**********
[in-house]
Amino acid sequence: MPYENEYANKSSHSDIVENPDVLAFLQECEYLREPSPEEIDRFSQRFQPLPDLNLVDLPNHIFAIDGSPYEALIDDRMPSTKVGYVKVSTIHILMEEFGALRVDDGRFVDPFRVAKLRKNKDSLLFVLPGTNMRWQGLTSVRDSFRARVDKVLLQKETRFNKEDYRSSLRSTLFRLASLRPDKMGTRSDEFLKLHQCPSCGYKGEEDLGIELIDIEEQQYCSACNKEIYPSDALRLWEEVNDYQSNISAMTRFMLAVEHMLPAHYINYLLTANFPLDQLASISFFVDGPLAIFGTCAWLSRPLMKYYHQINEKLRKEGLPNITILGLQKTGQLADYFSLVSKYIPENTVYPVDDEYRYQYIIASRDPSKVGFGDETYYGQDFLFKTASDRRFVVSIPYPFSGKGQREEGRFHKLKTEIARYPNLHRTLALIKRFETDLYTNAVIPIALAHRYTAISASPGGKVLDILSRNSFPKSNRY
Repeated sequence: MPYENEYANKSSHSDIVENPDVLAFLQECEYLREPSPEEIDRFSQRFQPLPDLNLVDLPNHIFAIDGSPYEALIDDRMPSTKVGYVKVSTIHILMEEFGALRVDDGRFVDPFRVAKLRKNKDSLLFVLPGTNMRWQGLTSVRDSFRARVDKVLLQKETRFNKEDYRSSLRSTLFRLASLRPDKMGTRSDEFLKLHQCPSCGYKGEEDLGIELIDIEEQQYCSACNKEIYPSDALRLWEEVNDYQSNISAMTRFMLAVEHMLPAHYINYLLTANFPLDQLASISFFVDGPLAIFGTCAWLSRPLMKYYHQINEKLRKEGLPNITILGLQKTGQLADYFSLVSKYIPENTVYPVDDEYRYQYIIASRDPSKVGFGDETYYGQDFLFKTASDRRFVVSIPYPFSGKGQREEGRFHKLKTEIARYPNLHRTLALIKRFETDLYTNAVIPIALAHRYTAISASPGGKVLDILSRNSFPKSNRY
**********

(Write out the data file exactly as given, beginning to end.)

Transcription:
[in-house]
Amino acid sequence: MPYENEYANKSSHSDIVENPDVLAFLQECEYLREPSPEEIDRFSQRFQPLPDLNLVDLPNHIFAIDGSPYEALIDDRMPSTKVGYVKVSTIHILMEEFGALRVDDGRFVDPFRVAKLRKNKDSLLFVLPGTNMRWQGLTSVRDSFRARVDKVLLQKETRFNKEDYRSSLRSTLFRLASLRPDKMGTRSDEFLKLHQCPSCGYKGEEDLGIELIDIEEQQYCSACNKEIYPSDALRLWEEVNDYQSNISAMTRFMLAVEHMLPAHYINYLLTANFPLDQLASISFFVDGPLAIFGTCAWLSRPLMKYYHQINEKLRKEGLPNITILGLQKTGQLADYFSLVSKYIPENTVYPVDDEYRYQYIIASRDPSKVGFGDETYYGQDFLFKTASDRRFVVSIPYPFSGKGQREEGRFHKLKTEIARYPNLHRTLALIKRFETDLYTNAVIPIALAHRYTAISASPGGKVLDILSRNSFPKSNRY
Repeated sequence: MPYENEYANKSSHSDIVENPDVLAFLQECEYLREPSPEEIDRFSQRFQPLPDLNLVDLPNHIFAIDGSPYEALIDDRMPSTKVGYVKVSTIHILMEEFGALRVDDGRFVDPFRVAKLRKNKDSLLFVLPGTNMRWQGLTSVRDSFRARVDKVLLQKETRFNKEDYRSSLRSTLFRLASLRPDKMGTRSDEFLKLHQCPSCGYKGEEDLGIELIDIEEQQYCSACNKEIYPSDALRLWEEVNDYQSNISAMTRFMLAVEHMLPAHYINYLLTANFPLDQLASISFFVDGPLAIFGTCAWLSRPLMKYYHQINEKLRKEGLPNITILGLQKTGQLADYFSLVSKYIPENTVYPVDDEYRYQYIIASRDPSKVGFGDETYYGQDFLFKTASDRRFVVSIPYPFSGKGQREEGRFHKLKTEIARYPNLHRTLALIKRFETDLYTNAVIPIALAHRYTAISASPGGKVLDILSRNSFPKSNRY